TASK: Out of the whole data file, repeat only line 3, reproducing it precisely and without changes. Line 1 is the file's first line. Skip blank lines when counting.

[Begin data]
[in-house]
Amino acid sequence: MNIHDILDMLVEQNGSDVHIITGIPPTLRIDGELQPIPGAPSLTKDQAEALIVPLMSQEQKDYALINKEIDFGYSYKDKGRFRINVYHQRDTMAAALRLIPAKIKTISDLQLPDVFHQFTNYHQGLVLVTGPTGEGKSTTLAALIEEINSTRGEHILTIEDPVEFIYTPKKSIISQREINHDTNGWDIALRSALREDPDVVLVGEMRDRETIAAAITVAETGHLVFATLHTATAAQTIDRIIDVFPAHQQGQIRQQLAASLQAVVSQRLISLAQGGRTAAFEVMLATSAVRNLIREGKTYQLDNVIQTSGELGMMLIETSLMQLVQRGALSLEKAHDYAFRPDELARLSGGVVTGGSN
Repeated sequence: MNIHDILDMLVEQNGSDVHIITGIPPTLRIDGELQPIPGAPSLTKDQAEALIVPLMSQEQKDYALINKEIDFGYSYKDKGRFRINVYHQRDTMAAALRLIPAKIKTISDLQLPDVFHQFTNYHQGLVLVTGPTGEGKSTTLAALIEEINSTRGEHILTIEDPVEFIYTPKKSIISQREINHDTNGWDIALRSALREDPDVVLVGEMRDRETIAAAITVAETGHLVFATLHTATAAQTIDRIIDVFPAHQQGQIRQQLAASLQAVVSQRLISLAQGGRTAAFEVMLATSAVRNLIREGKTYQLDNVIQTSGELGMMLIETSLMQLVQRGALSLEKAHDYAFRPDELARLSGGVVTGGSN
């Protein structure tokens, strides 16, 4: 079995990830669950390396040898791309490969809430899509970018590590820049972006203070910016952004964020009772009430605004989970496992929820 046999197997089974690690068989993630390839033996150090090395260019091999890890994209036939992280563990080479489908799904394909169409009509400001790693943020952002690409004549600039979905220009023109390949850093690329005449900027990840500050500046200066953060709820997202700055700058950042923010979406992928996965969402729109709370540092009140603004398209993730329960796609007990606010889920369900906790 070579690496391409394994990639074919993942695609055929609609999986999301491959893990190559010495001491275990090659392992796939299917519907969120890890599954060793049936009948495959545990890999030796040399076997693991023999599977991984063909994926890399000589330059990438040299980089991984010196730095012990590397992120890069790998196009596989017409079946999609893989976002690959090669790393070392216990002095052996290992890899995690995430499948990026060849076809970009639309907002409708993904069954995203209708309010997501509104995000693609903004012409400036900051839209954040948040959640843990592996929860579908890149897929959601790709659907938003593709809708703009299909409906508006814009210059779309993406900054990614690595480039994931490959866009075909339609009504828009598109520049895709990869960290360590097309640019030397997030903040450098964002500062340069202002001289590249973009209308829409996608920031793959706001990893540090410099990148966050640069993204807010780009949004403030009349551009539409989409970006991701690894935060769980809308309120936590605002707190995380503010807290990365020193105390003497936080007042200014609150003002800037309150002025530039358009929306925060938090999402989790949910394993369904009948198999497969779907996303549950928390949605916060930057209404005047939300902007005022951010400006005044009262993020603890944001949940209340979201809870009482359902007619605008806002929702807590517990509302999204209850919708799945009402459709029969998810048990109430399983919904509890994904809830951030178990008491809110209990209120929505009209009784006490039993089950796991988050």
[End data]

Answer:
Repeated sequence: MNIHDILDMLVEQNGSDVHIITGIPPTLRIDGELQPIPGAPSLTKDQAEALIVPLMSQEQKDYALINKEIDFGYSYKDKGRFRINVYHQRDTMAAALRLIPAKIKTISDLQLPDVFHQFTNYHQGLVLVTGPTGEGKSTTLAALIEEINSTRGEHILTIEDPVEFIYTPKKSIISQREINHDTNGWDIALRSALREDPDVVLVGEMRDRETIAAAITVAETGHLVFATLHTATAAQTIDRIIDVFPAHQQGQIRQQLAASLQAVVSQRLISLAQGGRTAAFEVMLATSAVRNLIREGKTYQLDNVIQTSGELGMMLIETSLMQLVQRGALSLEKAHDYAFRPDELARLSGGVVTGGSN